“We’ve wopped ’em once on the flat, and we’ll wop ’em yet across country,” he once said at Meadow Brook.
It was with this end in view that Chukkers, then a kid-jockey from the West, had crossed the ocean in Ikey’s train, and first carried to victory the star-spangled jacket which for the past twenty years had caused such heart-burnings among the English owners, trainers, and jockeys, and such mingled enthusiasm and indignation in the uncertain-tempered English crowd.
In that twenty years Ikey, if he had never yet achieved his end and won the Grand National with an other-than-English horse, had given the Englishmen such a shaking as they had never experienced before.
All over the world, wherever horses were bred, from the Punjab to the Pampas, and from the Tenterfield Ranges to Old Virginia, he had his scouts and his stud-farms. It was said that if a wall-eyed pack mule, carrying quartz in the Nevadas, showed a disposition to gallop and jump he would be in Ikey’s stable in a fortnight, and, if he made good, at Dewhurst within six months.
It was, of course, with the Walers that the little Levantine came nearest his desire. He imported them into the old country on a scale never before dreamed of. Some of them proved themselves great horses, the equals of the best the English could bring against them: all were good. And it was only by an act of God, as the enemy English declared, that Boomerang, the king of them, had failed to win the National and consummate his owner’s long-delayed end.
But Ikey, that merry little rogue, the cup of victory dashed from his lips, never for a moment lost heart.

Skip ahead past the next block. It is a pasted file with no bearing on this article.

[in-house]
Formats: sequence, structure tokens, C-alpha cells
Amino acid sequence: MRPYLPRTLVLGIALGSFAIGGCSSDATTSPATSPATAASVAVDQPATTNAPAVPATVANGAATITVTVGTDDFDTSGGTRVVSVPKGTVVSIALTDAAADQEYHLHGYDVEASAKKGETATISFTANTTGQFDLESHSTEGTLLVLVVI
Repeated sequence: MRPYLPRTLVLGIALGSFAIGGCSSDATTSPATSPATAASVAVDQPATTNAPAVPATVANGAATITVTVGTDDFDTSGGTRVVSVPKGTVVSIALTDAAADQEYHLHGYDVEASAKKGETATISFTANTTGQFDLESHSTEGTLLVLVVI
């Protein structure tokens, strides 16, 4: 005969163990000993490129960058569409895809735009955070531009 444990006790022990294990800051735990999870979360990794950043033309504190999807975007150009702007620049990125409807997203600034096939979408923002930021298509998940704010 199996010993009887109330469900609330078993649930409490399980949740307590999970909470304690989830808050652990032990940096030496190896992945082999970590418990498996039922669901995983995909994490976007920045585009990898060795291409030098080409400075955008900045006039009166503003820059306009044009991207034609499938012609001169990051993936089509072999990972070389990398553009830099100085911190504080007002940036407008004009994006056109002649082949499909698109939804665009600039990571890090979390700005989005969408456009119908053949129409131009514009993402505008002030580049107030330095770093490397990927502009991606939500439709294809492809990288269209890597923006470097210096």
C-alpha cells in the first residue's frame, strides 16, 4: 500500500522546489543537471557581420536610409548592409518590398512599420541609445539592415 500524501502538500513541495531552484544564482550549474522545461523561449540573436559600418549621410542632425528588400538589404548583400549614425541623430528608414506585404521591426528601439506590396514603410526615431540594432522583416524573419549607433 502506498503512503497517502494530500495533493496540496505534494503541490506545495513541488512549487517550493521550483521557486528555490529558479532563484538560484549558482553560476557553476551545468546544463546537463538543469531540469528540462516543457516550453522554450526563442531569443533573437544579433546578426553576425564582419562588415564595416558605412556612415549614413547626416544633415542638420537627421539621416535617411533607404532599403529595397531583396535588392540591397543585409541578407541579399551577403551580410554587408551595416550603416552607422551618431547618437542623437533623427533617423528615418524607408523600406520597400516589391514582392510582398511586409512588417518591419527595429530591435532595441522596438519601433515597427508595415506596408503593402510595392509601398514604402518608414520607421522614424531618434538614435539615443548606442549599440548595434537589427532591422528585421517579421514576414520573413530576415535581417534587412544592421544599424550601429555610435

As he truly said,
“If I haven’t yet found the horse, I’ve found the jockey that can beat their best.”
And in time he would find the horse, too.
He believed that. So did America.
The Fat Man
It was notorious that the Three J’s (or, to be more exact, Ikey) not only had their scouts out all over the world, seeking what Monkey Brand called “black diamonds,” but that they had their eyes everywhere in the Old Country, watching enemy stables. And Joses was the Eye that watched all the stables on the South Downs from Beachy Head to the Rother—and Putnam’s most of all.
When tackled further on the subject by Monkey Brand, the tout admitted the fact without demur and even with pride.
“Yes,” he swaggered. “I’m a commission agent. A very honourable profession, too.”
“Not ha hartist at all?” queried Monkey, chewing his quid.
Joses laughed and spread himself, throwing back his gingery curls.
“I was at Oxford,” he said, “and I’ve all the tastes of a gentleman. Art and poetry are my specialties—when my professional duties allow me time.”
The little dark jockey turned in his lips, eyeing the other with bland interest.